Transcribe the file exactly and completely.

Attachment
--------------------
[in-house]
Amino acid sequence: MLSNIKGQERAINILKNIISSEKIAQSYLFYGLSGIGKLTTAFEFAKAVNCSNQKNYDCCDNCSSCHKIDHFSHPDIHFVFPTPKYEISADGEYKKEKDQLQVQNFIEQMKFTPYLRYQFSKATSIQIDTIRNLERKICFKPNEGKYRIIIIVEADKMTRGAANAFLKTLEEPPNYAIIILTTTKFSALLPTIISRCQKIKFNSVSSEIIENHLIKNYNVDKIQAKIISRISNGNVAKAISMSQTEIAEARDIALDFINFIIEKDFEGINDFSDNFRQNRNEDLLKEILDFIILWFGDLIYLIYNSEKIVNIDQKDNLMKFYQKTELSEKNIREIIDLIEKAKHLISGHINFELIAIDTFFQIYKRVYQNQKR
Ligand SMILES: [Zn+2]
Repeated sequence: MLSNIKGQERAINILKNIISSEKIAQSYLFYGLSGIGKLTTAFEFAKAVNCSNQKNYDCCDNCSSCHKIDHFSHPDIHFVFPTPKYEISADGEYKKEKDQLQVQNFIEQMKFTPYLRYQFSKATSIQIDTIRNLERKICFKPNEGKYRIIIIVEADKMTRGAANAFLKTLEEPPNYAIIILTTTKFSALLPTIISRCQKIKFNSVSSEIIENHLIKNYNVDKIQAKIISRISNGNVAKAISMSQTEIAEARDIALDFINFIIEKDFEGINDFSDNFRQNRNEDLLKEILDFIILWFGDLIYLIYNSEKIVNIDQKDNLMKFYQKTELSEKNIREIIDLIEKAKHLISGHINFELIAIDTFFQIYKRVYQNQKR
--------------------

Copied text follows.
[in-house]
Amino acid sequence: MLSNIKGQERAINILKNIISSEKIAQSYLFYGLSGIGKLTTAFEFAKAVNCSNQKNYDCCDNCSSCHKIDHFSHPDIHFVFPTPKYEISADGEYKKEKDQLQVQNFIEQMKFTPYLRYQFSKATSIQIDTIRNLERKICFKPNEGKYRIIIIVEADKMTRGAANAFLKTLEEPPNYAIIILTTTKFSALLPTIISRCQKIKFNSVSSEIIENHLIKNYNVDKIQAKIISRISNGNVAKAISMSQTEIAEARDIALDFINFIIEKDFEGINDFSDNFRQNRNEDLLKEILDFIILWFGDLIYLIYNSEKIVNIDQKDNLMKFYQKTELSEKNIREIIDLIEKAKHLISGHINFELIAIDTFFQIYKRVYQNQKR
Ligand SMILES: [Zn+2]
Repeated sequence: MLSNIKGQERAINILKNIISSEKIAQSYLFYGLSGIGKLTTAFEFAKAVNCSNQKNYDCCDNCSSCHKIDHFSHPDIHFVFPTPKYEISADGEYKKEKDQLQVQNFIEQMKFTPYLRYQFSKATSIQIDTIRNLERKICFKPNEGKYRIIIIVEADKMTRGAANAFLKTLEEPPNYAIIILTTTKFSALLPTIISRCQKIKFNSVSSEIIENHLIKNYNVDKIQAKIISRISNGNVAKAISMSQTEIAEARDIALDFINFIIEKDFEGINDFSDNFRQNRNEDLLKEILDFIILWFGDLIYLIYNSEKIVNIDQKDNLMKFYQKTELSEKNIREIIDLIEKAKHLISGHINFELIAIDTFFQIYKRVYQNQKR